Last October I met up with Beez Combat Systems in Vegas right before Rifle Dynamics’ Red Oktober match. Beez Combat Systems are a long-time sponsor of the match. We tested their Spectral-Flage in the desert. Results were mixed. The heat of the desert, even at 7 am in the morning made it difficult to see body heat. I wish we had tested it at night.
The photo below was captured with my SiOnyx Aurora Pro looking through my SIG Zulu6 image stabilized binos. You can see how the black T-shirt looks pinkish but the green Spectral-Flage looks the same. But look at the vegetation around them. They have a purple/pink hue to them.
There are different criteria with regards to thermal camouflage. My friends and I were only focused on hiding from thermal sensors with something you could easily deploy or wear. It had to work both VIS and IR but defeating those is pretty easy. I did notice a slight weakness in this system and that is full-spectrum cameras. It is somewhat like IR but infrared like analog night vision is monochrome. Full spectrum cameras see a wider bandwidth of light and show color. The IR reflective fabrics do not look as natural as the Beez Combat Systems but depending on the environment and natural foliage it is possible the Beez Combat Systems material will stand out more than the others since it does not reflect IR like natural foliage. However, this exploit is not being utilized as far as I know. No one is actively scanning for targets or threats with full-spectrum cameras. I have heard of some drone surveillance systems that can pick out artificial camouflage from thousands of feet in the air. But systems like that are very expensive.Practical thermal camouflage has to function like optical camouflage. It needs to break up your signature from someone searching for you with a thermal sensor. Daytime is easier to blend in but nighttime is difficult due to the temperature delta (difference in ambient temperature to your body temperature).
There is one aspect that was not a priority for my friends and I but is something the Relv Camo and Beez Combat Systems advertises. They function as a hide. You can peer through the material to observe your surroundings. The different types of materials we tested were not focused on this aspect. We only focused on beating thermal sensors as best we could.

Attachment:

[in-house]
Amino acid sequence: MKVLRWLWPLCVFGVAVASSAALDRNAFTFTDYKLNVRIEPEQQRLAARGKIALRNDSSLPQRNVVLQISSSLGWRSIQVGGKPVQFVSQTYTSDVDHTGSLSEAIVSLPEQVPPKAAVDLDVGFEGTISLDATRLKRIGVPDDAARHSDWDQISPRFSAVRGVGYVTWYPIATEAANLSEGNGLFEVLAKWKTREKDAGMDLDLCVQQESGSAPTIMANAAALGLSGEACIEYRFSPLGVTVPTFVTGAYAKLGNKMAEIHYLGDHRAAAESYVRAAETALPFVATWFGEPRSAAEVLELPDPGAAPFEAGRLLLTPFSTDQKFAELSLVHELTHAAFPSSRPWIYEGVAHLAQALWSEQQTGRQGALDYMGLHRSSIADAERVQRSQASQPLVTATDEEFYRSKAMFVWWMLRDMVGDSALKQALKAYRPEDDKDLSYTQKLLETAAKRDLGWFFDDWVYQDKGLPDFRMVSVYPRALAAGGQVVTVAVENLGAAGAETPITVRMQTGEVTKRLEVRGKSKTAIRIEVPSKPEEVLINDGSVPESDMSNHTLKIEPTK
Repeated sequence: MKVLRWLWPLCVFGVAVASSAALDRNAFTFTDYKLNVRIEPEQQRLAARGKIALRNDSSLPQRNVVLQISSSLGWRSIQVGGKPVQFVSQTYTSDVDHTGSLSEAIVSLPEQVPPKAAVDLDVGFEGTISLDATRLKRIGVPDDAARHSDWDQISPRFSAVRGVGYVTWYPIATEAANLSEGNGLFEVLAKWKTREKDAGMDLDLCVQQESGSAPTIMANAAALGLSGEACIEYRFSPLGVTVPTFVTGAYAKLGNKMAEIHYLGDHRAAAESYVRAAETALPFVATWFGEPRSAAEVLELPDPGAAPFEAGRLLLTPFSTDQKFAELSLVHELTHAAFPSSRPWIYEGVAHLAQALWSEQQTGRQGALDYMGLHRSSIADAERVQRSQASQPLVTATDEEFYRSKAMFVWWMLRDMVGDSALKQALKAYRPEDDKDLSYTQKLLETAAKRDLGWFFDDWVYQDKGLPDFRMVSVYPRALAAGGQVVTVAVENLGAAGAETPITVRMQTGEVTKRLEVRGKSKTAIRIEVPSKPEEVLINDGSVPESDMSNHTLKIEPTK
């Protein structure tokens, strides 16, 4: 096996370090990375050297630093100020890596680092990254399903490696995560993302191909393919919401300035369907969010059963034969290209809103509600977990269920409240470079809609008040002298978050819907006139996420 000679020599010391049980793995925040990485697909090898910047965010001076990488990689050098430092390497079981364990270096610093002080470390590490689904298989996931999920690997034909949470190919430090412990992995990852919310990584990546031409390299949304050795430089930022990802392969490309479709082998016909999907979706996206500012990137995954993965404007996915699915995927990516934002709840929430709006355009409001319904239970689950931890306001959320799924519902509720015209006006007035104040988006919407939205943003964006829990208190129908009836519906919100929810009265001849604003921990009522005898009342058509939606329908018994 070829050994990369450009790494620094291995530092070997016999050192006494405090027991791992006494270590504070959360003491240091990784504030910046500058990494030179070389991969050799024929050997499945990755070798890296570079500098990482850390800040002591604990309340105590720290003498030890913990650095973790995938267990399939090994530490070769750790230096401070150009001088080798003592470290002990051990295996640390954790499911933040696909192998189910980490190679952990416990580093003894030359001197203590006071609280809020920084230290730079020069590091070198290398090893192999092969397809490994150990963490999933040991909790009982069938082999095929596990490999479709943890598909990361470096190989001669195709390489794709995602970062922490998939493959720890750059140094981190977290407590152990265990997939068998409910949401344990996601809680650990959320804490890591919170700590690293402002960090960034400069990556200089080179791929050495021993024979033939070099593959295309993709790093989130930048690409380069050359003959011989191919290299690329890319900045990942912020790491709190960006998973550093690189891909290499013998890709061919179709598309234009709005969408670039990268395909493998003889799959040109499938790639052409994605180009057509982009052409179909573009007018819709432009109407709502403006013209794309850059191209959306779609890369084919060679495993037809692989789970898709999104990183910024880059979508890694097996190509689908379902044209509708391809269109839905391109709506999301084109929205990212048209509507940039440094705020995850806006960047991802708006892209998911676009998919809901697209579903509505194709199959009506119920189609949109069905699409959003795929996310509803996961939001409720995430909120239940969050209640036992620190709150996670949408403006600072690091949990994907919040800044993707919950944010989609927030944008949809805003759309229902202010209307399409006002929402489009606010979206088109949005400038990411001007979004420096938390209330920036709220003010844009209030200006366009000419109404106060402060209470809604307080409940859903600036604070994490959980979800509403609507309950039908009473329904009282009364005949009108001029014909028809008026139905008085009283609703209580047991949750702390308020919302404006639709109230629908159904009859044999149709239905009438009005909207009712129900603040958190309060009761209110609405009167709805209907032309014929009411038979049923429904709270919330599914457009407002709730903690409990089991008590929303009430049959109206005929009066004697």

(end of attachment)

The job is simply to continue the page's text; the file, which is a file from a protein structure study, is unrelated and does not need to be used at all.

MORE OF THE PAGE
Here is a simple test I did with an InfiRay RS75 thermal weapon sight. I threw the Beez Combat Systems blanket over my head and the thermal sight. This is what the thermal image looks like.
In my video above “Thermal Camo – Does It Work” my friends found an off-the-shelf material that is cheap and works wonderfully. They are keeping it hush at the moment but you can see the results. Our friend Tom was laying down on the ground the entire time and we did not see him with thermal. It was nighttime when we tested this so it was pretty chilly. That material completely masked his signature and it was only our friend Issac pointing him out that we saw how effective it was. Our other friend that used the Beez Combat Systems hid behind a fallen tree branch which masked him from our POV. It was not a good test of the Beez Combat Systems material on its own merits so that test was invalid.
Both the Relv and Beez Combat Systems blankets are rather pricey at over $400 for a 4.6′ x 7.6′ piece of fabric. The Beez Combat Systems blanket is robust but heavy while the Relv is lightweight but could rip if it snagged on branches. Also, the light weight of the Relv makes it more susceptible to moving under a breeze than the stiffer Beez Combat Systems.
Hope you enjoyed reading this. We had fun testing the thermal camo but haven’t had the time to meet back together to test it further.